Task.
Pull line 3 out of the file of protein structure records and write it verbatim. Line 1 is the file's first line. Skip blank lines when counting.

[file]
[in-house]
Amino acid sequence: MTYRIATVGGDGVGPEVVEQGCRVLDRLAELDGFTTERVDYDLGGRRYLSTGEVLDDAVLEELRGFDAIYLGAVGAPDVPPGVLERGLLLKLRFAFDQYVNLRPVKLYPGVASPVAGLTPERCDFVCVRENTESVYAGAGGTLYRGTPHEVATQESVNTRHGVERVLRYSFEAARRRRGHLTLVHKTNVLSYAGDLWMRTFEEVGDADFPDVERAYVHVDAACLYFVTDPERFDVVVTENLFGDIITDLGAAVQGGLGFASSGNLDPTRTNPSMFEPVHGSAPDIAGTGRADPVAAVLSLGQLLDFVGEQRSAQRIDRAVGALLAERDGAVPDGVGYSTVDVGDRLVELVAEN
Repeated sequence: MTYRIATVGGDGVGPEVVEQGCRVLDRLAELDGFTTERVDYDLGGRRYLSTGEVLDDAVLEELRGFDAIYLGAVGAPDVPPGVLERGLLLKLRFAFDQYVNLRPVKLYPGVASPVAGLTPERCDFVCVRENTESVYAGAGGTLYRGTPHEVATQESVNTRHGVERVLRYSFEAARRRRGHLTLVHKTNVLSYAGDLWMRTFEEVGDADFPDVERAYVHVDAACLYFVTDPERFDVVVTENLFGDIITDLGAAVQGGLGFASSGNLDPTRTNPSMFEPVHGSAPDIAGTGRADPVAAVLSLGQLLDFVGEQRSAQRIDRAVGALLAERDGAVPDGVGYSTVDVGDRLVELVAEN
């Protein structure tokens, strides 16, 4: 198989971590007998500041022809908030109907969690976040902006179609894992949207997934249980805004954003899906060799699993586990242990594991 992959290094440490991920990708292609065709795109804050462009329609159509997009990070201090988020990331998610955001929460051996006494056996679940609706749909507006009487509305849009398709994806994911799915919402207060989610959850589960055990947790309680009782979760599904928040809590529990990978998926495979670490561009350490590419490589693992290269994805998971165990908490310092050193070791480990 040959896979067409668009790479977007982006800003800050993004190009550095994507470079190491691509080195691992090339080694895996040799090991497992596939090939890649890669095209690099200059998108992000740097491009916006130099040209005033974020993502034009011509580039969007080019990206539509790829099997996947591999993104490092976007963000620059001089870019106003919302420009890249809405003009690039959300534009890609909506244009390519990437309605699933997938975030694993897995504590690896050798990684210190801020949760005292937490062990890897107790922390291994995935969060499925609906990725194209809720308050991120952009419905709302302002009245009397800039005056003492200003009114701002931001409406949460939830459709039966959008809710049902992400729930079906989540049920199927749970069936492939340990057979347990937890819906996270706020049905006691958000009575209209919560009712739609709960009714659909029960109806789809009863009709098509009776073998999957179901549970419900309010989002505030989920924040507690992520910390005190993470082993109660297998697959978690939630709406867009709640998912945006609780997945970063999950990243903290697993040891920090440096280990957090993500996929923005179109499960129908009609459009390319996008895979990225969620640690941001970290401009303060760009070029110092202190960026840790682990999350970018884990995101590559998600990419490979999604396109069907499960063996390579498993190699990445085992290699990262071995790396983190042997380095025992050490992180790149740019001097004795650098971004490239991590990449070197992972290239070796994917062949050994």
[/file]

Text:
Repeated sequence: MTYRIATVGGDGVGPEVVEQGCRVLDRLAELDGFTTERVDYDLGGRRYLSTGEVLDDAVLEELRGFDAIYLGAVGAPDVPPGVLERGLLLKLRFAFDQYVNLRPVKLYPGVASPVAGLTPERCDFVCVRENTESVYAGAGGTLYRGTPHEVATQESVNTRHGVERVLRYSFEAARRRRGHLTLVHKTNVLSYAGDLWMRTFEEVGDADFPDVERAYVHVDAACLYFVTDPERFDVVVTENLFGDIITDLGAAVQGGLGFASSGNLDPTRTNPSMFEPVHGSAPDIAGTGRADPVAAVLSLGQLLDFVGEQRSAQRIDRAVGALLAERDGAVPDGVGYSTVDVGDRLVELVAEN